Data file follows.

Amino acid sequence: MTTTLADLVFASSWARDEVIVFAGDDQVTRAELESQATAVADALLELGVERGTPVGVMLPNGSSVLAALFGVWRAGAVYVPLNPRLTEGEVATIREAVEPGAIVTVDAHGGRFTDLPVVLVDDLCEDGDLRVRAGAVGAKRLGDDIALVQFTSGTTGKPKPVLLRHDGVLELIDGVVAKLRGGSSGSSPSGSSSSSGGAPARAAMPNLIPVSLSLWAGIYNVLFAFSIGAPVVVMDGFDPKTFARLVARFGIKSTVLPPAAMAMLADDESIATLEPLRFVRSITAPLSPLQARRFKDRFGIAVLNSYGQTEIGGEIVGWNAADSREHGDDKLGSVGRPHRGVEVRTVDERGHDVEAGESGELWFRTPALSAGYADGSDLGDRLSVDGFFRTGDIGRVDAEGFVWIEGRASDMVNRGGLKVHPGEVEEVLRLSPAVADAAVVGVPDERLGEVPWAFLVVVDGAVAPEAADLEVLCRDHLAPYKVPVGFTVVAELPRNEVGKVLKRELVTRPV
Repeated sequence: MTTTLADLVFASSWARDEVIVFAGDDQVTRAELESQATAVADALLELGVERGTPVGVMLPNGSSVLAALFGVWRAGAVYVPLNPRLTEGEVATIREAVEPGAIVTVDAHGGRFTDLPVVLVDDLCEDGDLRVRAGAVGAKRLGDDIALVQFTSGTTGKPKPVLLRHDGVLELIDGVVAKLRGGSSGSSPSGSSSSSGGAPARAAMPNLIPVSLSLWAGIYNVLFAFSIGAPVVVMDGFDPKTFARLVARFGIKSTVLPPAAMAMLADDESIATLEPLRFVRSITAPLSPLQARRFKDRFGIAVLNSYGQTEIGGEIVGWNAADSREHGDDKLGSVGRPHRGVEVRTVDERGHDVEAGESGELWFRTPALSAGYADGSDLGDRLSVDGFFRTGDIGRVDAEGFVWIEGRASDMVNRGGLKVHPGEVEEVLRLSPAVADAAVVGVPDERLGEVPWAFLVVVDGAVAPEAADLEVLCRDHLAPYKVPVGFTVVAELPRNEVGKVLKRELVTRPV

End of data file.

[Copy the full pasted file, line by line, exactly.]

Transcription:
Amino acid sequence: MTTTLADLVFASSWARDEVIVFAGDDQVTRAELESQATAVADALLELGVERGTPVGVMLPNGSSVLAALFGVWRAGAVYVPLNPRLTEGEVATIREAVEPGAIVTVDAHGGRFTDLPVVLVDDLCEDGDLRVRAGAVGAKRLGDDIALVQFTSGTTGKPKPVLLRHDGVLELIDGVVAKLRGGSSGSSPSGSSSSSGGAPARAAMPNLIPVSLSLWAGIYNVLFAFSIGAPVVVMDGFDPKTFARLVARFGIKSTVLPPAAMAMLADDESIATLEPLRFVRSITAPLSPLQARRFKDRFGIAVLNSYGQTEIGGEIVGWNAADSREHGDDKLGSVGRPHRGVEVRTVDERGHDVEAGESGELWFRTPALSAGYADGSDLGDRLSVDGFFRTGDIGRVDAEGFVWIEGRASDMVNRGGLKVHPGEVEEVLRLSPAVADAAVVGVPDERLGEVPWAFLVVVDGAVAPEAADLEVLCRDHLAPYKVPVGFTVVAELPRNEVGKVLKRELVTRPV
Repeated sequence: MTTTLADLVFASSWARDEVIVFAGDDQVTRAELESQATAVADALLELGVERGTPVGVMLPNGSSVLAALFGVWRAGAVYVPLNPRLTEGEVATIREAVEPGAIVTVDAHGGRFTDLPVVLVDDLCEDGDLRVRAGAVGAKRLGDDIALVQFTSGTTGKPKPVLLRHDGVLELIDGVVAKLRGGSSGSSPSGSSSSSGGAPARAAMPNLIPVSLSLWAGIYNVLFAFSIGAPVVVMDGFDPKTFARLVARFGIKSTVLPPAAMAMLADDESIATLEPLRFVRSITAPLSPLQARRFKDRFGIAVLNSYGQTEIGGEIVGWNAADSREHGDDKLGSVGRPHRGVEVRTVDERGHDVEAGESGELWFRTPALSAGYADGSDLGDRLSVDGFFRTGDIGRVDAEGFVWIEGRASDMVNRGGLKVHPGEVEEVLRLSPAVADAAVVGVPDERLGEVPWAFLVVVDGAVAPEAADLEVLCRDHLAPYKVPVGFTVVAELPRNEVGKVLKRELVTRPV